What You Need to Know About the New Titleist TS Metals

The new TS Metals from Titleist offer two distinct designs that promise more speed to your swing with forgiveness across the club face, while TS3 offers an adjustable sweet spot.

Titleist is the undisputed number one ball company in the golf industry and will remain in the top spot for the foreseeable future.

Titleist says sales of the new softer AVX ball are “off to a fast start” and iron sales have been a bright spot as well, making up a large part of the almost 25% increase in club sales through the second quarter of 2018. The new 718 AP3 players-distance irons leapt to the best-selling slot in the 718 family complimenting the game-improvement 718 AP1s and players model 718 AP2s.

However, drivers and fairway woods haven’t been doing as well.

Titleist is the second most played driver on the PGA Tour behind those from TaylorMade Golf, but at retail Callaway Golf has beaten both companies and solidified its top position in woods and irons.

Titleist needs a 2019 driver line to replace the 917s which were considered by many underperforming, producing too much spin and not enough yardage. The company had to have a driver to get consumers excited and the best way to do that is to perform better than the competition.

Their answer was the Titleist Speed Project, a research program to find the highest ball speed combined with lower spin, retention of more ball speed on off-center impacts and higher launch.

All are key factors in producing more effective yards off the tee or for that matter from the fairway and the drivers and fairway woods coming out of the Project have been labeled TS (Titleist Speed). The new drivers were first “seeded” to endorsement staff members at the U.S. Open in June with the TS2 and TS3 replacing the 917 D2 and 917 D3 respectively.

Titleist’s new Speed Chassis is the result of a two-year mission to deconstruct the driver and then design greater speed into every detail retails for $499.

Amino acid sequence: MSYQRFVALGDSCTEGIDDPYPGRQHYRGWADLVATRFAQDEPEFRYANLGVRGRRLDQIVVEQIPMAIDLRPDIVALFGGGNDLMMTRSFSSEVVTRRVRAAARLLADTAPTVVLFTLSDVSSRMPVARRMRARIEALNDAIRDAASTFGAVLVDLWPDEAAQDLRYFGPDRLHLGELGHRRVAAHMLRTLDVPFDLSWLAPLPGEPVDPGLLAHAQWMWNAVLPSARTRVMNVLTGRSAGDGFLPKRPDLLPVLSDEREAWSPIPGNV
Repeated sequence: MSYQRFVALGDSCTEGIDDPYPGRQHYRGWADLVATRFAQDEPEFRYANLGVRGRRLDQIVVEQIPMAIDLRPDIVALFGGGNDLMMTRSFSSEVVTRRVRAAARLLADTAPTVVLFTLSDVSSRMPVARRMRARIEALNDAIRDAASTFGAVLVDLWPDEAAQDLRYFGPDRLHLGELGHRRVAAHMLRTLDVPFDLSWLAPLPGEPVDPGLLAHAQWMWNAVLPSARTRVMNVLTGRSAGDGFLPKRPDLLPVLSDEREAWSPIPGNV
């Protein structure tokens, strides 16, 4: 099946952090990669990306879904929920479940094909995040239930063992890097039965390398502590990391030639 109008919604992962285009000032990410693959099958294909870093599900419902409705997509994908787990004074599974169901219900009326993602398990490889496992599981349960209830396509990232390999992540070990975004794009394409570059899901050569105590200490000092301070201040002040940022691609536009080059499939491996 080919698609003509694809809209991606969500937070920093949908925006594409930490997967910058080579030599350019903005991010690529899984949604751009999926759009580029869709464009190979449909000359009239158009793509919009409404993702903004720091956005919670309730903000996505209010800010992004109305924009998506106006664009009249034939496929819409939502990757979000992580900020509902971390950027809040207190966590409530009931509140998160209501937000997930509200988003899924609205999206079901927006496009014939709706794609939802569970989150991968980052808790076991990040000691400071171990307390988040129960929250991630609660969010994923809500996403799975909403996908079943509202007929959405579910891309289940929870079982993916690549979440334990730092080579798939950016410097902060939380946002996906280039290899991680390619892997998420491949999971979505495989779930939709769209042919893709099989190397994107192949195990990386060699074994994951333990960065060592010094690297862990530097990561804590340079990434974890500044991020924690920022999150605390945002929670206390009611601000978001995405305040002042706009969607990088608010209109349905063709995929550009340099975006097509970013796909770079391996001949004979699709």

Key features shared by both TS drivers:

  • More streamlined 460cc head to reduce aerodynamic drag
  • MOI or resistance to twisting improved by 12% compared with 917 models
  • Titanium crown, Titleist’s thinnest ever, is 20% thinner and 10 grams lighter
  • Variable thickness face is 6-grams lighter so score lines had to be lasered not etched
  • Stock shaft length increased one-half inch from 45 inches to 45.5 inches
  • Loft and lie may be separately adjusted with the familiar SureFit hosel

The sole slot behind the face which they called an Active Recoil Channel first seen in the 915 D2 and D3 drivers is gone. Titleist says it wasn’t needed to help low-on-the-face impacts in the drivers, but it is still being used on the TS fairway woods.

The TS2 driver has a fixed rear sole weight which moved the center of gravity lower and deeper in the head and due to the grams saved in the face and crown it could made heavier. The TS2 is a high launch low spin design and available in a choice of 8.5°, 9.5°, 10.5° and 11.5° lofts.

The TS3 driver retains the SureFit reversible weight cartridge in the sole from the 917s and produces a flatter mid launch trajectory compared with the TS2 but with reduced spin compared to the 917 D3.

With a choice of stock shafts between the Mitsubishi KuroKage Black Dual-Core 50, Mitsubishi Tensei AV Series Blue 55, Project X HZRDUS Smoke Black 60 or Project X EvenFlow T1100 White 65 both the TS2 and TS3 are $499.

TS fairway woods use a thinner stainless crown 27% lighter than the 917 models and they made the variable thickness face thinner near the edges. This allowed positioning of the center of gravity for a lower spin and higher launch trajectory. MOI of the clubhead improved 11% giving better stability and adding to the forgiveness.

Both the TS2 and TS3 fairway woods also have a larger Active Recoil Channel to help preserve ball speed when contact is low on the face. The TS2 is a low-spin high launch design while the TS3 is low spin and mid launch. Both are priced at $299.

Ed is a national award-winning golf journalist and has carried on a lifelong love affair with the game. His work covering the business of golf, equipment, golf personalities and travel is prominently featured in numerous print and electronic publications. He has competed in tournament golf both as an amateur and senior professional and though his competitive days are behind him, Ed still plays regularly and carries a handicap of 4. He lives on a water hazard in suburban Orlando. His email address is GolfScribe@outlook.com.

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